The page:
Calorie Counts in Pet Food

28 August, 2020
The amount of calories in a pet's diet changes according to age, size, and breed, among other factors.

Each pet has different nutritional needs. This depends on many factors, such as age, sex, reproductive status, and the size of the animal. However, it’s very important to choose a good quality diet and adjust the calorie counts of pet food to your animal’s ideal weight.

How much food should I give my pet?

There’s no exact predetermined amount of food for each animal. This is because the calorie count necessary for each pet depends on several factors. It’s important to know about these factors to avoid overfeeding your pet or worsening a health issue:

  • Age
  • Size
  • Ideal weight – this doesn’t refer to the current weight of the animal, but rather the ideal weight consistent with the animal’s size, breed, and age
  • Daily activity – many dog foods specify on the bag what the daily ration should be for a dog with high, medium, or low daily activity
  • Any illness or disease

In the wild, for example, wolves eat a large amount of food in a short time when it’s available. Their stomach supports a lot of bloating. However, for adult dogs, it’s best to divide the food into two daily feedings.

By dividing their food, the food is better distributed in their stomachs and it favors better digestion. For example, in smaller breeds, they have faster metabolisms; doing two feedings distributes energy much better throughout the day. In large breeds, dividing the food helps prevent stomach torsion, which is a common problem.

Certain breeds need different calorie counts.

Food and calorie counts for each age

The reason that there are several types of the same food is due to the different calorie intake for each animal. As we already mentioned, the necessary calorie count varies according to the age and size of the pet, among other factors.

Now, we’ll take a look at the different nutritional needs according to each dog’s age.

Calorie counts for puppies

After breastfeeding, a puppy will gradually start eating dry food. From two months old to adulthood, energy and protein requirements are very high for proper growth. Therefore, puppies should consume approximately 3500 to 4500 kcal/kg of food if they’re large and medium dogs or 3200 to 3800 kcal/kg for small breeds.

At this stage, we recommend you divide your puppy’s food into three feedings. In addition, you can take advantage of the time right after a meal to take your dog for a walk. This can help your puppy to learn to relieve itself outside.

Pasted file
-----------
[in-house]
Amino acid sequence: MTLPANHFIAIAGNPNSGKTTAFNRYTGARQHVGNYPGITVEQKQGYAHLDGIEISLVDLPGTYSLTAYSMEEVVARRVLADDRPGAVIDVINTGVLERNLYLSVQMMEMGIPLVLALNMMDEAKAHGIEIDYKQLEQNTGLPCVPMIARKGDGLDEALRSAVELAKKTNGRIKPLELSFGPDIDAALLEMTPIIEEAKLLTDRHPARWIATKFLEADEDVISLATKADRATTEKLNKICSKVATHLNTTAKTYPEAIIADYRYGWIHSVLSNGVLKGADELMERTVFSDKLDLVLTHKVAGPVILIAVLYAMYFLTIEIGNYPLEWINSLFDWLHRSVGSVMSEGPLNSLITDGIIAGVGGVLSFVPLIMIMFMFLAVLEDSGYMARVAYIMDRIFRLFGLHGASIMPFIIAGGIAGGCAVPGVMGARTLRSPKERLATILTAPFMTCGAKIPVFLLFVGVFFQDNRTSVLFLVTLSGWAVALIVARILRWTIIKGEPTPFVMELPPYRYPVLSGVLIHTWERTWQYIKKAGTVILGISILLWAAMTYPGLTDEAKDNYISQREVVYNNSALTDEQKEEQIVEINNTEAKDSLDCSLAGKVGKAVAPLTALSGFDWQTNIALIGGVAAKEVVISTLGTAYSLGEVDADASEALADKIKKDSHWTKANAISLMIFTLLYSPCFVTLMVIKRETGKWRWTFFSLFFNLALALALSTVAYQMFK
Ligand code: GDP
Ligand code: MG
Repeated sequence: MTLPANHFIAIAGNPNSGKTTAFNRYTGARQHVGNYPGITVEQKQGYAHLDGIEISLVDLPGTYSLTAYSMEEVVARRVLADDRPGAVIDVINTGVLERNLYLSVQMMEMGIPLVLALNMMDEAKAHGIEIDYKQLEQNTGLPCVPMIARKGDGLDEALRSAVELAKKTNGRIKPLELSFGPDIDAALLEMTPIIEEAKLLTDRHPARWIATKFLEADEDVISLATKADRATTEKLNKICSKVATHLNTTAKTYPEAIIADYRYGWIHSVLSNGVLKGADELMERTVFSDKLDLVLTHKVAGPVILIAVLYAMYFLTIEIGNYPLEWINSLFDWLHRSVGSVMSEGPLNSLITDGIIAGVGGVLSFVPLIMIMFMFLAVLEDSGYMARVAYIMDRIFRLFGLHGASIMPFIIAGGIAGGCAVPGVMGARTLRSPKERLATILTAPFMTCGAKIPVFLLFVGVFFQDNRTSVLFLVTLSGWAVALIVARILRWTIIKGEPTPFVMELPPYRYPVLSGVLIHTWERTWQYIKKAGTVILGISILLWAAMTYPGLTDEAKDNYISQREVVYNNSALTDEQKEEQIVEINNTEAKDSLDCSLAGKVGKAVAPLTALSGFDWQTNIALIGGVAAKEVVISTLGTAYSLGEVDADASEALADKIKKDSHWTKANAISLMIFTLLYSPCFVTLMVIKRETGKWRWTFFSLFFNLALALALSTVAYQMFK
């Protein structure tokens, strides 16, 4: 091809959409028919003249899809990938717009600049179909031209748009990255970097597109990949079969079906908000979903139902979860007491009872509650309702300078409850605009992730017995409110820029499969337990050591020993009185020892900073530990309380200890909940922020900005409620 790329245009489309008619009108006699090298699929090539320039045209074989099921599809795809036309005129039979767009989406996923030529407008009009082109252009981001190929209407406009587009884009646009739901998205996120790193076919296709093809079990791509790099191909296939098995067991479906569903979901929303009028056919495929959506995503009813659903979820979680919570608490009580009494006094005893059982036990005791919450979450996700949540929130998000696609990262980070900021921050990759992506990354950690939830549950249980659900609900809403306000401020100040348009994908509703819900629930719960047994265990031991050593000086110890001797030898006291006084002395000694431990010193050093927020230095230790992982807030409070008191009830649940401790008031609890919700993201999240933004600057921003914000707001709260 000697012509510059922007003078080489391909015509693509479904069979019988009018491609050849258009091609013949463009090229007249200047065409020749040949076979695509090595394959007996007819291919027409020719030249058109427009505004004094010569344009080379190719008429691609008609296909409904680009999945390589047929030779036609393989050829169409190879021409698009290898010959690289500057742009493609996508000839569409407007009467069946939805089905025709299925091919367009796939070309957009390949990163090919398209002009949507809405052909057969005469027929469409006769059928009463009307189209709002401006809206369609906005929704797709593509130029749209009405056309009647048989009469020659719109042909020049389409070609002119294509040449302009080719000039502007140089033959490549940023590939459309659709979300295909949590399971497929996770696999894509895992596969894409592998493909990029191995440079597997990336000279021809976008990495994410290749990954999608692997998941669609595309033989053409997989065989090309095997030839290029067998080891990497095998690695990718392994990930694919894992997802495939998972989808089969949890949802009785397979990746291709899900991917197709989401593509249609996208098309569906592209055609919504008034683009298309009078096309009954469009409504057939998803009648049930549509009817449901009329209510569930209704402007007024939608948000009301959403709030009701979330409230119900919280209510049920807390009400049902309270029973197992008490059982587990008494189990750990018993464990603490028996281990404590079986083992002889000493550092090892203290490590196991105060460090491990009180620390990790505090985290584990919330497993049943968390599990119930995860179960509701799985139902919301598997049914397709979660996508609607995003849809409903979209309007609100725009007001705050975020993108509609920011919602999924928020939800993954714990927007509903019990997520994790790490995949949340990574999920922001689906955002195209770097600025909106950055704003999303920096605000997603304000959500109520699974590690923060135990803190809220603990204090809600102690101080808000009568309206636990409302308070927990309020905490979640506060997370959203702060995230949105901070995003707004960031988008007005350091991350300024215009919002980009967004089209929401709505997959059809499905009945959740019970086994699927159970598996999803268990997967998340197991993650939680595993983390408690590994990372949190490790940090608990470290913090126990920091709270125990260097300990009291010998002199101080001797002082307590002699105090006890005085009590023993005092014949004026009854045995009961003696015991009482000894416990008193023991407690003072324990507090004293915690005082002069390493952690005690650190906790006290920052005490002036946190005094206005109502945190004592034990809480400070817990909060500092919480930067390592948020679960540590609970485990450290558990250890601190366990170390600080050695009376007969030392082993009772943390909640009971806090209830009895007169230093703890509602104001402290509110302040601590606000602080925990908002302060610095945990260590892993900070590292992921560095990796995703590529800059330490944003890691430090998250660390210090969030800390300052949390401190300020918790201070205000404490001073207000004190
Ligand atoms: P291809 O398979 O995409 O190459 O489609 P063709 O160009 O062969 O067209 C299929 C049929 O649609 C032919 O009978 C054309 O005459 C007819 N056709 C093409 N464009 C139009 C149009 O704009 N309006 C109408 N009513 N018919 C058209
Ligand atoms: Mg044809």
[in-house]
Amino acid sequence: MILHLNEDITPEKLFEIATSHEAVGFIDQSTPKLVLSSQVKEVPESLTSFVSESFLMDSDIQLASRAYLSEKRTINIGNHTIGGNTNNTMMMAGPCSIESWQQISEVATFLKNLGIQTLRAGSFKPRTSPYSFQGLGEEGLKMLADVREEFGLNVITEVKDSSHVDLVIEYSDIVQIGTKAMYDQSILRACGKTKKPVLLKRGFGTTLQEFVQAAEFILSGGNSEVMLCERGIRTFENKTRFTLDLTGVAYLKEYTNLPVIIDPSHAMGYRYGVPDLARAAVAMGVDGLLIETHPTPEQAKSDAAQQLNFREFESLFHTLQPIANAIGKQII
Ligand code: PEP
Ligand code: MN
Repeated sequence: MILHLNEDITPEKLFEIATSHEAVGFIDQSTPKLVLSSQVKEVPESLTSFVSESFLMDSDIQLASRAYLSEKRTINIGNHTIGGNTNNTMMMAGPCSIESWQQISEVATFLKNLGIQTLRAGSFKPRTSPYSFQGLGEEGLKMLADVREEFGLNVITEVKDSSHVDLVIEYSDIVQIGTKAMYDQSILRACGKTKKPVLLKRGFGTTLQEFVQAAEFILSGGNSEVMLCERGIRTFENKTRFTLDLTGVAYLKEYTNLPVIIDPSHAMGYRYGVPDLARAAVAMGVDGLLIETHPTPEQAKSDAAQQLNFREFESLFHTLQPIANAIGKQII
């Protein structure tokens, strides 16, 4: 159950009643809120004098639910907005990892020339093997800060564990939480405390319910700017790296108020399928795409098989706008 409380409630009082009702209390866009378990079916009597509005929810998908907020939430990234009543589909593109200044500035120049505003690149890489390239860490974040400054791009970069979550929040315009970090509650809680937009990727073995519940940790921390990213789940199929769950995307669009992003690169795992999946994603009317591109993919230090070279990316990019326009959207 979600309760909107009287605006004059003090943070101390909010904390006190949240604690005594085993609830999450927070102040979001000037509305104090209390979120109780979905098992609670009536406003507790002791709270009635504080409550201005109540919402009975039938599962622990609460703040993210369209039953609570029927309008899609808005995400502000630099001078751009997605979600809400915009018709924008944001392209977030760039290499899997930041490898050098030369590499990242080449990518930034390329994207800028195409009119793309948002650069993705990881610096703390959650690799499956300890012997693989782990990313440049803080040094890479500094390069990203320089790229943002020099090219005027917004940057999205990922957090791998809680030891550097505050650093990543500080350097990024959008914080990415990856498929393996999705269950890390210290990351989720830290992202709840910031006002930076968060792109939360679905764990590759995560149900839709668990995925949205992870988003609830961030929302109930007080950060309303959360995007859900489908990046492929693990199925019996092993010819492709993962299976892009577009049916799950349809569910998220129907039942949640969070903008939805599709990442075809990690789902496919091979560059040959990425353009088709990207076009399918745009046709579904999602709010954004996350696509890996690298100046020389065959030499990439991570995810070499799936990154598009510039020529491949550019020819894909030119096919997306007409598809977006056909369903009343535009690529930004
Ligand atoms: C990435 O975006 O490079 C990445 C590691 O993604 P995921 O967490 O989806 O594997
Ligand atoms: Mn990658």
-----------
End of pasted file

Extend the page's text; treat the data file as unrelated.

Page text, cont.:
Calorie counts for adult dogs

In this range, you’ll find the most variety, as the recommended calorie count for an adult dog not prone to obesity is between 3500 to 4500 kcal/kg per day.

However, for obese or overweight dogs, there are lower-calorie dog foods that have 30% fewer calories. On the other hand, there are high energy dog foods for dogs that do lots of daily activities, such as dogs that participate in intense sports.

Four bowls of dog food.

Calorie counts for a senior dog

As a general rule, in a healthy senior dog, the energy requirement is lower because they store more fat, have slower metabolisms, lower activity levels, lower body temperatures, and they are generally slower and less active. Therefore, they only need 3,000 to 4,000 kcal/kg of feed per day to avoid obesity.

If your dog suffers from a disease, it’s also necessary to find a diet adapted to their problem. A vet can help you figure out whether you need food with less of any ingredient, an additional compound, or lowering or eliminating the content of a nutrient. In fact, correct dietary management is sometimes essential to treat the symptoms of an illness.

The key to a good diet

The right amount of food is essential to help your puppy grow or prevent diseases in adult and senior dogs. However, it’s not just the amount that’s important.

In addition to the calorie count of pet food, the quality of the food, as well as the variety and proportion of ingredients, are the main factors that you should take into account.

  • McDonald, Edwards, Grennhalgh y Morgan. Nutrición animal.Zaragoza, Editorial Acribia, 1995.
  • Hand, Tharcher, Remillard y Roudebush. Nutrición clínica en pequeños animales. Buenos Aires; Panamericana, 2000.
  • Guía de nutrición Hill’s.